Discover more from Beyond with Jane Ratcliffe
You Look Fine
The Body, Brain, and Books: Eleven Questions with writer Amy Scher
What are you reading now?
I am not reading anything right now. This is rare for me. But I just finished writing my debut YA novel and sent it to my agent; and I basically read it 4 billion times. Does that count? (Recently though, I’ve read Consent by, Aristotle and Dante Discover the Universe by Benjamin Alire Sáenz, and Secret History by Donna Tartt. I also read Yellowface by R. F. Kuang—in like two days).
What are your most beloved books from your youth? Did you ever hide any from your parents?
I loved Judy Blume (who doesn’t?). I never hid anything from my parents. I’m a middle child and a Virgo. That would have freaked me out.
What’s your favorite book to reread? Any that helped you through a dark time?
Anything and everything Joan Didion.
What’s an article of clothing that makes you feel most like you?
A summer dress. Everything about me feels better in summer.
What’s the best piece of wisdom you've encountered recently?
I recently listened to the Wiser Than Me podcast with the incredible Julia Louis-Dreyfus, and her guest, Fran Lebowitz, who I’m kind of obsessed with. But Fran said something that really struck me. I’m going to paraphrase but it’s something like “you look fine.” And then she explained that as you get older, you see it was true – that you really still did look fine then. Now maybe not so much. But then, fine. Ha. So I’m going to embrace this age, even though I feel like I’m starting to age: “I look fine.” I don’t want to look back and realize it only once it’s passed. I want to enjoy it now.
Tell me about any special relationship you’ve had with an animal, domestic or wild?
I’ve had so many; particularly senior rescues. I have loved animals from the time I was little. My wife and I have a rescue cat, Stanley, who we got because we thought it would be so sweet to have a cuddly kitten in our home. It was her first pet (at age 35!). But at the adoption center was basically the first and last time he let us pick him up to cuddle him. He’s such a character; so much fun! He talks and has full conversations, he’s always around when I’m teaching my healing or writing classes, and my students all love him. Last year, out of the blue, he started cuddling! It took him 10 years. When he sat on my lap for the first time, my heart (and time) stood still. So the relationship has taught me a lot, I guess. Like that things happen in their own time. And to be more like Stanley – don’t spend life trying to please others.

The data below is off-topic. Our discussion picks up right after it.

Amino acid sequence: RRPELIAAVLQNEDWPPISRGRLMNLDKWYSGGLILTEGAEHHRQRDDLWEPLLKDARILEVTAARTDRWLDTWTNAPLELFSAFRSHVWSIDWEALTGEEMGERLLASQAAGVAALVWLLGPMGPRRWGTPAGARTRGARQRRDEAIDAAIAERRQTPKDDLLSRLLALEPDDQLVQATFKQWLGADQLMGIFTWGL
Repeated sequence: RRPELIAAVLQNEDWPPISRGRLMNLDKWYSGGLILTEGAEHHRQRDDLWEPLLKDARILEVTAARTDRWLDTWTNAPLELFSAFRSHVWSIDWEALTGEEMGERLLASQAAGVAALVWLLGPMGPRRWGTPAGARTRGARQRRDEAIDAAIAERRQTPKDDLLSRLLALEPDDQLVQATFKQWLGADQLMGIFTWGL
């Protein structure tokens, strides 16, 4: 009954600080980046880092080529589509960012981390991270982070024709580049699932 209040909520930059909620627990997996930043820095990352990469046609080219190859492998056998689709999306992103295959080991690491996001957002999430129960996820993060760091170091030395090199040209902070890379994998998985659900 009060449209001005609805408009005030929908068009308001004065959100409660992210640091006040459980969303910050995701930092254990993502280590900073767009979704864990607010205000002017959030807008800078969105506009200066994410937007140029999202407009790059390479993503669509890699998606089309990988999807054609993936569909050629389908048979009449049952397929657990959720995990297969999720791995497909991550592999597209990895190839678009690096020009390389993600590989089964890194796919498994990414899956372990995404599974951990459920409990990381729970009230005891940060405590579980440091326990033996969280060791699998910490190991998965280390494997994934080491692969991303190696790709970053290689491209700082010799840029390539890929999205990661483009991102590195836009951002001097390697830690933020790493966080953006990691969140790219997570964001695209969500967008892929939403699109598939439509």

What's one thing you are happy worked out differently than you expected?
My entire life. I almost died in my 20s. Then I did this last-ditch crazy effort that led me to India for part of my healing journey, and to so many internal places I never imagined I’d have to go. Then, at 30, I met and married a woman … who I’d met in India. At a hospital. (I’d never even dated a woman before). My mind is still blown. Simon and Schuster published my memoir about the incredible experience and the one-and-onlyblurbed it. I couldn’t stop thinking: how is this my life? Most days, I still can’t. On a more somber note, I lost my dad when I was 30. I never imagined how painful it would be to lose a parent. I believe we’re pre-wired to survive it; yet it still feels unsurvivable sometimes, even over a decade later.
Singing in the shower or dancing in the kitchen? Or another favorite way your body expresses itself?
Singing in the kitchen for sure. I’ve always wished I could sing. A few years ago I took singing lessons (after reading that, yes, anyone can learn to sing). I didn’t believe it could happen because my voice was terrible. I was told growing up we all inherited terrible voices … which was not untrue. But I worked with singer-songwriter Susie Wilkins over Zoom and guess what? I learned how to sing. And I was not terrible. I can sing “Here Comes The Sun” by the Beatles (and a few others) well enough to belt it out in front of others. I broke the family curse I think.
What are your hopes for yourself?
I hope I’m always brave enough to be myself. I think it’s the hardest and most important thing in life. And I think it’s a huge part of what keeps you well.
What’s a kindness that changed your life?
When I was debilitated for almost a decade with chronic Lyme disease, a family member sold their car to help pay for my treatment.
What’s a guiding force in your life?
My loved ones who have passed. I still feel connected deeply to them. I believe they are always around watching over and helping me. Probably rolling their eyes sometimes too. But that’s okay, I just want them close.
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Meet me in the comment section
Have you ever learned a new skill (like singing) to break a family curse? Do you have a pet who wouldn’t cuddle you for ten years? How are you going about ‘being yourself’ these days?
Tell me in the comments!